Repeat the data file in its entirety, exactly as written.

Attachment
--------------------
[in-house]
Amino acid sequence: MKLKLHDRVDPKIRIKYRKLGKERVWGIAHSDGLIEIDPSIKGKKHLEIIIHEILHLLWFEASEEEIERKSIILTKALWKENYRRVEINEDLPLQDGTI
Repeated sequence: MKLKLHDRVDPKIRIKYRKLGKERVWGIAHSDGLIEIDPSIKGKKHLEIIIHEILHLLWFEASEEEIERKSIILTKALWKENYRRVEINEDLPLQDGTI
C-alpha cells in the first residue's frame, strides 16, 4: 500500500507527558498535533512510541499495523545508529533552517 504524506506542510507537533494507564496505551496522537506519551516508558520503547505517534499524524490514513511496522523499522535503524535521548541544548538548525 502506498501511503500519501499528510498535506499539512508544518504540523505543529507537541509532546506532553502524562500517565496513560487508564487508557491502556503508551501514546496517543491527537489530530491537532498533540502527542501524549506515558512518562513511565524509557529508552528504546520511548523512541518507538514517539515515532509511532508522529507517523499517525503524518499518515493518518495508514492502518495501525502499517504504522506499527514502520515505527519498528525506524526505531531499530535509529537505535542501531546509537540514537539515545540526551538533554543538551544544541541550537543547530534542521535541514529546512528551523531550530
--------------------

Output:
[in-house]
Amino acid sequence: MKLKLHDRVDPKIRIKYRKLGKERVWGIAHSDGLIEIDPSIKGKKHLEIIIHEILHLLWFEASEEEIERKSIILTKALWKENYRRVEINEDLPLQDGTI
Repeated sequence: MKLKLHDRVDPKIRIKYRKLGKERVWGIAHSDGLIEIDPSIKGKKHLEIIIHEILHLLWFEASEEEIERKSIILTKALWKENYRRVEINEDLPLQDGTI
C-alpha cells in the first residue's frame, strides 16, 4: 500500500507527558498535533512510541499495523545508529533552517 504524506506542510507537533494507564496505551496522537506519551516508558520503547505517534499524524490514513511496522523499522535503524535521548541544548538548525 502506498501511503500519501499528510498535506499539512508544518504540523505543529507537541509532546506532553502524562500517565496513560487508564487508557491502556503508551501514546496517543491527537489530530491537532498533540502527542501524549506515558512518562513511565524509557529508552528504546520511548523512541518507538514517539515515532509511532508522529507517523499517525503524518499518515493518518495508514492502518495501525502499517504504522506499527514502520515505527519498528525506524526505531531499530535509529537505535542501531546509537540514537539515545540526551538533554543538551544544541541550537543547530534542521535541514529546512528551523531550530